is hours away from its final landfall--a strike as a Category 1 or 2 hurricane along Mexico's Gulf Coast, near Tuxpan
. Dean lost its eyewall and became rather disorganized from its passage over the Yucatan Peninsula, and is only now beginning to increase its winds. With only a few hours left before landfall, Mexico is fortunate that Dean is moving so quickly--20 mph--and does not have time to organize further.Figure 1.
Dean over the Yucatan Peninsula at 3:05pm EDT 8/21/07. Image credit: NASA.
The Mexican coast near the landfall point is the most densely populated area Dean will affect, and damage there will probably exceed $1 billion. Risk Management Solutions has estimated the insured damage to the Yucatan was between $750 million and $1.5 billion. Total damage is typically double the insured damage, so the price tag for Dean will be very steep for Mexico. Oakland Calif.-based EQECAT, Inc. issued a preliminary assessment of the insured losses from Hurricane Dean of between $1.5 and $3 billion. The estimate covers damages incurred by the hurricane's passage through the Lesser Antilles as far as Jamaica.
Dean's core passed just north of Chetumal, Mexico during its landfall as a Category 5 hurricane yesterday, and that city of 150,000 suffered mostly Category 1 and 2 hurricane damage. Power has already been restored, and the governor of the province estimated that the city would be back to normal in two weeks--except for the 3-6 months needed to repair some of the roads washed out. Farther north, about a third of the hotels and cabins in Tulum, and strip of coastal development just south of Cozumel, received damage. Beach erosion was significant all along the Yucatan. The worst damage was reported in Majahual, on the coast 30 miles northeast of Chetumal, where the full Category 5 strength of the storm was felt. According to the Associated Press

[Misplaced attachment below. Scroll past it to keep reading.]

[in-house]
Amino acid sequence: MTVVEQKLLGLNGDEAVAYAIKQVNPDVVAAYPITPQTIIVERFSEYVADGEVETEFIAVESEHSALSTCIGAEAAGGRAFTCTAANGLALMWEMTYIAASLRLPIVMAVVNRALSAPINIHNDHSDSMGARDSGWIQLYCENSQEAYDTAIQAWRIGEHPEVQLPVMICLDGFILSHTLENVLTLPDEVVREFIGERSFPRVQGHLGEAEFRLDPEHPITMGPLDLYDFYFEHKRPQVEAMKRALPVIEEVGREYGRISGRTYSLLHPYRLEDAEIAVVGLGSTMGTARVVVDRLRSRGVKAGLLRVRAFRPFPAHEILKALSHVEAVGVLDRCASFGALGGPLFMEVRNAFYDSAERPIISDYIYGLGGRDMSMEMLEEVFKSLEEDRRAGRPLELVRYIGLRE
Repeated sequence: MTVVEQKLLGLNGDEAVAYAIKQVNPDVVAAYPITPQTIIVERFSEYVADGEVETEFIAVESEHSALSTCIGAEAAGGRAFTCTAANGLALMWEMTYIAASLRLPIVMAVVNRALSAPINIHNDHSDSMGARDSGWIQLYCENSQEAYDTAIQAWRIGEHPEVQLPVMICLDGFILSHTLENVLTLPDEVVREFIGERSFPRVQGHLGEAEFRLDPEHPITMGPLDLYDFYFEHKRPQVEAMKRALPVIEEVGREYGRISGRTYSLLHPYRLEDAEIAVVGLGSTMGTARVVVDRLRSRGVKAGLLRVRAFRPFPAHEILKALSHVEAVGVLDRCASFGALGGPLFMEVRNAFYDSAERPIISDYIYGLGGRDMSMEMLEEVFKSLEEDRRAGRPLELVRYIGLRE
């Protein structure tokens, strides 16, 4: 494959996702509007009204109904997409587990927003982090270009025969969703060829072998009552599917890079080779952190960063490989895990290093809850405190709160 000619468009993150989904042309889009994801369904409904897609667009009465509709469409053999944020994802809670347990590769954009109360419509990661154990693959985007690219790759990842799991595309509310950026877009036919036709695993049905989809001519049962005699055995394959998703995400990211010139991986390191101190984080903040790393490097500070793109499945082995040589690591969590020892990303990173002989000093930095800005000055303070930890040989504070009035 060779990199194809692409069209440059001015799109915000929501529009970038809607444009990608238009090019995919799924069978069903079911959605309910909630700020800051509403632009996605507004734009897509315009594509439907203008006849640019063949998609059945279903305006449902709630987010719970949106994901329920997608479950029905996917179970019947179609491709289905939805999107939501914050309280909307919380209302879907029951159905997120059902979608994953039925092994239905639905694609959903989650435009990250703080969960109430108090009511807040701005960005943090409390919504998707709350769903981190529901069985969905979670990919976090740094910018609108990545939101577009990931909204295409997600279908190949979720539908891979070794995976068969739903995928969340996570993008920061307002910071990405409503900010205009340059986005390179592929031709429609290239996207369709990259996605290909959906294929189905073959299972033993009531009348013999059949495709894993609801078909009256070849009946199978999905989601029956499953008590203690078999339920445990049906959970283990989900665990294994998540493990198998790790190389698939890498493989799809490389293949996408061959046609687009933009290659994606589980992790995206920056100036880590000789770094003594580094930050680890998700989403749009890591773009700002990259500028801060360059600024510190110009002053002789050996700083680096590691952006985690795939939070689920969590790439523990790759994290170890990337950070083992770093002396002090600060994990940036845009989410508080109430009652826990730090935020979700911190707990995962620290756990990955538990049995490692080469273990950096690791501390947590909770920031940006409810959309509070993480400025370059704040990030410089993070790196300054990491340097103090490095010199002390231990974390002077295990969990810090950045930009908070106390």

, "Hundreds of homes were collapsed in Majahual when Dean's eye passed almost directly overhead, crumpling steel girders, splintering wooden structures and washing away about half of the immense concrete dock that transformed the sleepy fishing village into Mexico's second-busiest cruise ship destination on the peninsula. The storm surge covered almost the entire town in waist-deep sea water." For those interested in tracking the effects of the storm, the Hurricane Dean wikipedia page
is an excellent source of information.
Once inland, Dean poses a threat to Mexico City due to flooding rains. However, Dean is moving quickly enough that I don't forsee a major flooding disaster, such as occurred in Mexico after Hurricane Gilbert made its final landfall in 1988. Gilbert stalled over the Mexican mountains after landfall, dumping huge quantities of rain that triggered flash floods, killing over 200 Mexicans.Links to follow today:Tuxpan, Mexico observationsRadar from Alvarado, Mexico.Morphed microwave animation
Flooding on Dominica captured by storm chaser Mike Theiss Chasing Dean in the Lesser Antilles
Wunderground Ultimate Chase blogger
Mike Theiss has just returned from a trip to the Lesser Antilles, where he encountered the fury of Hurricane Dean as it blasted through the islands as a strengthening Category 2 hurricane. He's written a detailed chase account
on his experience, complete with some amazing photos.Elsewhere in the tropics
An area of disturbed weather associated with a tropical wave, 92L
, is moving through the Bahama Islands. The upper-level winds over it are not hostile, but this system shows little organization and is not a threat to develop before moving inland over Florida on Thursday. Elsewhere, the tropics are quiet, and none of the reliable computer models show anything developing in the next week.
I'll have an update Thursday morning.